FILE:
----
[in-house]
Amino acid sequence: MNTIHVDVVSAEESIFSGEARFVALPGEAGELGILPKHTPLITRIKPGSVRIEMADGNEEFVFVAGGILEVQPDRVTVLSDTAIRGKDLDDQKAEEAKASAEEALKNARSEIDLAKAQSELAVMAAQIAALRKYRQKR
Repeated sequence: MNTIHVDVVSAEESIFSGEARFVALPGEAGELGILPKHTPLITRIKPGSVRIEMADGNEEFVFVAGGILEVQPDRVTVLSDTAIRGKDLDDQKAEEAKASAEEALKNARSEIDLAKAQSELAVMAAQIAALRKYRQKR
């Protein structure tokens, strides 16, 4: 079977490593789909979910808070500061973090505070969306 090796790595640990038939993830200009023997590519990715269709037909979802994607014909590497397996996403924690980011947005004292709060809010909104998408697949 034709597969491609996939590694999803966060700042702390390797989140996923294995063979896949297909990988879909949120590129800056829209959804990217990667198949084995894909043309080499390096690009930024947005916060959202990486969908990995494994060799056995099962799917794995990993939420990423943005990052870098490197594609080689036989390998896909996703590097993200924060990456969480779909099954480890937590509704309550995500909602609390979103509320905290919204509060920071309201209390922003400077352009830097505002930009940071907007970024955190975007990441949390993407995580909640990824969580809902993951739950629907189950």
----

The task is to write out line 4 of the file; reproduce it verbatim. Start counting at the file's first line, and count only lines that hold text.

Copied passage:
């Protein structure tokens, strides 16, 4: 079977490593789909979910808070500061973090505070969306 090796790595640990038939993830200009023997590519990715269709037909979802994607014909590497397996996403924690980011947005004292709060809010909104998408697949 034709597969491609996939590694999803966060700042702390390797989140996923294995063979896949297909990988879909949120590129800056829209959804990217990667198949084995894909043309080499390096690009930024947005916060959202990486969908990995494994060799056995099962799917794995990993939420990423943005990052870098490197594609080689036989390998896909996703590097993200924060990456969480779909099954480890937590509704309550995500909602609390979103509320905290919204509060920071309201209390922003400077352009830097505002930009940071907007970024955190975007990441949390993407995580909640990824969580809902993951739950629907189950």